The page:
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Hearing Of The Subcommittee On Health, Employment, Labor and Pensions Of The House Committee On Education And Labor - Examining The Delphi Bankruptcy's Impact On Workers And Retirees


Location: Washington, DC

Good morning and welcome to the Health, Employment, Labor and Pensions Subcommittee
hearing on Examining the Delphi Bankruptcy's Impact on Workers and Retirees.
We appreciate the attendance of today's witnesses in helping members of the subcommittee
better understand the effect the bankruptcy of General Motors and Delphi Corporation has had
on workers' retirement benefits.
Holding jurisdiction over the Employee Retirement Income Security Act -- which was
established by Congress in 1974 to protect employee welfare benefits -- the Health, Employment,
Labor and Pensions Subcommittee's concern is heightened when the retirement benefits of
American workers are subject to significant reduction.
The subcommittee is sympathetic to the plight of the health and retirement benefits of Delphi
workers and retirees. In particular, those workers and retirees under the Delphi Salaried Pension
Plan, which are expected to see their retirement benefits reduced.
The purpose of today's hearing is to provide members of the subcommittee with a first-hand
account from aggrieved Delphi salaried retirees. Furthermore, the subcommittee will further
educate members about the General Motors/Delphi Corporations bankruptcy proceedings, as
well as highlight the exposure to risk workers' face; in this particular instance, their pensions.
The recent bankruptcy proceedings of General Motors and Delphi Corporations demonstrate the
degree to which employee pension benefits are exposed to either a reduction or diminishment.
Present issues regarding pension obligations of auto parts maker Delphi go back to 1999 when
the company was spun off by General Motors. At the time, GM promised to takeover pension
obligations for hourly workers if Delphi was ever in financial trouble. In October 2005 Delphi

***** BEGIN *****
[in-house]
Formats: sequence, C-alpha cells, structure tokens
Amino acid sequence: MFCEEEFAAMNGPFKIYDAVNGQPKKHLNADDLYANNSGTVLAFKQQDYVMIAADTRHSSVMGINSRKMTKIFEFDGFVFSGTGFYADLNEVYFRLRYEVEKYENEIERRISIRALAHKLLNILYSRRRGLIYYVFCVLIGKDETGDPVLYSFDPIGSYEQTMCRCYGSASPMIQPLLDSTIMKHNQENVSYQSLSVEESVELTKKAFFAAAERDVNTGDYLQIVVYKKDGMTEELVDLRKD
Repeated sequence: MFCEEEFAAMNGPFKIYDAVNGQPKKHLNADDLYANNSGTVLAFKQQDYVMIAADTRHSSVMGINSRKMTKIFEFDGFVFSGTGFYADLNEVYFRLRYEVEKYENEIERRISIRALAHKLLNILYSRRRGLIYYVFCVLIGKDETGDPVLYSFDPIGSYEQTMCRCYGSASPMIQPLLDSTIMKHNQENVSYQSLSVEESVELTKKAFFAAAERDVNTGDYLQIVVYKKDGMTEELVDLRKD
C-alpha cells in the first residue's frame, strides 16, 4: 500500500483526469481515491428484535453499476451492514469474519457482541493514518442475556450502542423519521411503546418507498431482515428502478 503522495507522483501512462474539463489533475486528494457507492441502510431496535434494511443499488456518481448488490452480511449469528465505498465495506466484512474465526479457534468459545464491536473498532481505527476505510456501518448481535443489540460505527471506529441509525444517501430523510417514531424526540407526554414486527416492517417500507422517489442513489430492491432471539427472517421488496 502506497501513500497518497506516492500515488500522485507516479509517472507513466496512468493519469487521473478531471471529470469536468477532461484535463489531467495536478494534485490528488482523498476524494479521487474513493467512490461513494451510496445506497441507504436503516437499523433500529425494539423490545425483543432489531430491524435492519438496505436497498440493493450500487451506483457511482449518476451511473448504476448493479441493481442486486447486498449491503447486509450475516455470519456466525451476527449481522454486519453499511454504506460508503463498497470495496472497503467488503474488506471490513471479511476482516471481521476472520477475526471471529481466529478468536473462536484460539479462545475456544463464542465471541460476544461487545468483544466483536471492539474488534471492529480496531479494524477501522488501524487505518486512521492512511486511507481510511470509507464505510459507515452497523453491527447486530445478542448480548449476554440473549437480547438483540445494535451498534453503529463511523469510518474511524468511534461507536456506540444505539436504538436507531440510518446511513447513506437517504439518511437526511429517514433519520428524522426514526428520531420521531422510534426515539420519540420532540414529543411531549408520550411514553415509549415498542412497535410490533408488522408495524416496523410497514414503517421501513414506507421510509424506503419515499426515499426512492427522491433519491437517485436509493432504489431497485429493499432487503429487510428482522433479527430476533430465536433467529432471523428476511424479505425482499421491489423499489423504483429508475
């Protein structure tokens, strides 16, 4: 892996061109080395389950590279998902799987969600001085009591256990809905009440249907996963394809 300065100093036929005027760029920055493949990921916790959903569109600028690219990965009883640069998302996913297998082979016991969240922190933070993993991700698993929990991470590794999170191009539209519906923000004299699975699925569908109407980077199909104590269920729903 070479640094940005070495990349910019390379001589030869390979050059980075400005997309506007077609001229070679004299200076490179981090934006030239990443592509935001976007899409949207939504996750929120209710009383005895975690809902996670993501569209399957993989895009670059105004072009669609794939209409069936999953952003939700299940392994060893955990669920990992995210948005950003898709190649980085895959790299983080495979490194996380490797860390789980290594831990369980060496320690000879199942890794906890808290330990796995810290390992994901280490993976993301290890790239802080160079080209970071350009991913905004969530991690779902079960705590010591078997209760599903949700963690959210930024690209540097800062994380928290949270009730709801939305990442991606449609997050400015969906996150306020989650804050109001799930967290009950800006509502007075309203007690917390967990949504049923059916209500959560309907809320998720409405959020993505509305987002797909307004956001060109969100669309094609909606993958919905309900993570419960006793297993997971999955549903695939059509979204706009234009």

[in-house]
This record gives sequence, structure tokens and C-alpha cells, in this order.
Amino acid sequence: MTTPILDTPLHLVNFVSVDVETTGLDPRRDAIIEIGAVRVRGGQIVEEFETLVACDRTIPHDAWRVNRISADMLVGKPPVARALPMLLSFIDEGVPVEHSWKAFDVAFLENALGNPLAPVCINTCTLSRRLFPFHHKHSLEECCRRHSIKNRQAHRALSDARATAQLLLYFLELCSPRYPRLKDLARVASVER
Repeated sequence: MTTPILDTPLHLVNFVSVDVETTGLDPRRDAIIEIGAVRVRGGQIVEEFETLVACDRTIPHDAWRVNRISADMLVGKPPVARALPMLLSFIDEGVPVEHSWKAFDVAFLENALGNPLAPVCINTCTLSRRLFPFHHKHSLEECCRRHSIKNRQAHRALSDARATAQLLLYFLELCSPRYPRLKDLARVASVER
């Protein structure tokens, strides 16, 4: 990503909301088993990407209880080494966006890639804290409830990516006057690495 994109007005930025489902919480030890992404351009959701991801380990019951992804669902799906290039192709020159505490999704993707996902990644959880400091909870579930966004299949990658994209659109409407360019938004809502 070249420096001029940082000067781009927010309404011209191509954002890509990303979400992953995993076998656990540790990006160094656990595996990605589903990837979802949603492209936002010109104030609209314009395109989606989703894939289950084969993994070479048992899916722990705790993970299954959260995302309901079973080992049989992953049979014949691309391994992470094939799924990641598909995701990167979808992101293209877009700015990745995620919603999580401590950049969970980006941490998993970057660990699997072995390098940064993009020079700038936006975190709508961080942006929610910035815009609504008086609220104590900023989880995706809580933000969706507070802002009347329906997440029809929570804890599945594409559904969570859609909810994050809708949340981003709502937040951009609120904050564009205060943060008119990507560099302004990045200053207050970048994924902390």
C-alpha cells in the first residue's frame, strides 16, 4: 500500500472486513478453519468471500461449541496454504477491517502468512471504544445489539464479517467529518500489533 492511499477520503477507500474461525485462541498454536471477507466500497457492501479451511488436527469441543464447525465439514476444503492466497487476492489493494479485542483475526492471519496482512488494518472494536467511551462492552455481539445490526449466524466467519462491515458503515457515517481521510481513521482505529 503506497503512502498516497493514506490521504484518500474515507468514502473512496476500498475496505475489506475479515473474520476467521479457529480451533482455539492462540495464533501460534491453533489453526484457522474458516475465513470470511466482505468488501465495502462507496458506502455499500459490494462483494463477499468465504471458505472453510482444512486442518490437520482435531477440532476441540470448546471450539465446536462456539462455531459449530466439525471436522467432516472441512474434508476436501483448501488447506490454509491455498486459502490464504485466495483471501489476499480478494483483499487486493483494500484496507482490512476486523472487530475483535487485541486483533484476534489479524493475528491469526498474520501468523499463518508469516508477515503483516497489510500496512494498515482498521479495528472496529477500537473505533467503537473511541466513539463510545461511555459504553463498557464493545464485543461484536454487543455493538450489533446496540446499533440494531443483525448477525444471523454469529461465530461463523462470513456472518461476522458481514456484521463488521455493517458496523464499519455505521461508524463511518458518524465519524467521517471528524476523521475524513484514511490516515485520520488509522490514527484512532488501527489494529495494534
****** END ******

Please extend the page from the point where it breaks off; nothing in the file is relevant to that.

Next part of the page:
filed for bankruptcy protection.
Three years later, in September 2008, a deal was struck with Delphi's unsecured creditors and
approved by federal bankruptcy court, authorizing the transfer of $3.4 billion of Delphi hourly
employee pension obligations to GM. At the time, the move averted putting the obligations into
the hands of the PBGC.
At the beginning of June 2009 GM filed for Chapter 11 bankruptcy protection. The GM
bankruptcy filing interrupted the September 2008 agreement for GM to absorb the Delphi hourly
employee pension obligations. Prior to filing for bankruptcy, GM absorbed $2.5 billion in
pension liabilities per the September 2008 agreement. The termination of the plans makes the
PBGC responsible for the benefits of 70,000 Delphi workers and retirees, including salaried
employees and some hourly employees. The PBGC predicts its total obligation for Delphi's
pension shortfall to be $6.2 billion.
In July 2009, the federal Pension Benefit Guaranty Corporation announced it was taking over
obligations for Delphi Corporation's six pension plans, which covers over 70,000 workers and
retirees. The corporation had separate plans for hourly employees and salaried employees, in
addition to four smaller plans.
With respect to 47,000 hourly workers and retirees in the Delphi Hourly Pension Plan, the PBGC
expected to assume $4 billion of the $4.4 billion unfunded liability, leaving a $400 million
shortfall. The PBGC expects to cover $2.2 billion of the $2.6 billion in unfunded liabilities of
the 20,000 workers and retirees in retirees in the Delphi Salaried Pension Plan, leaving a $400
million shortfall.
I look forward to the testimony of all of our witnesses and thank them again for participating in
this important hearing.

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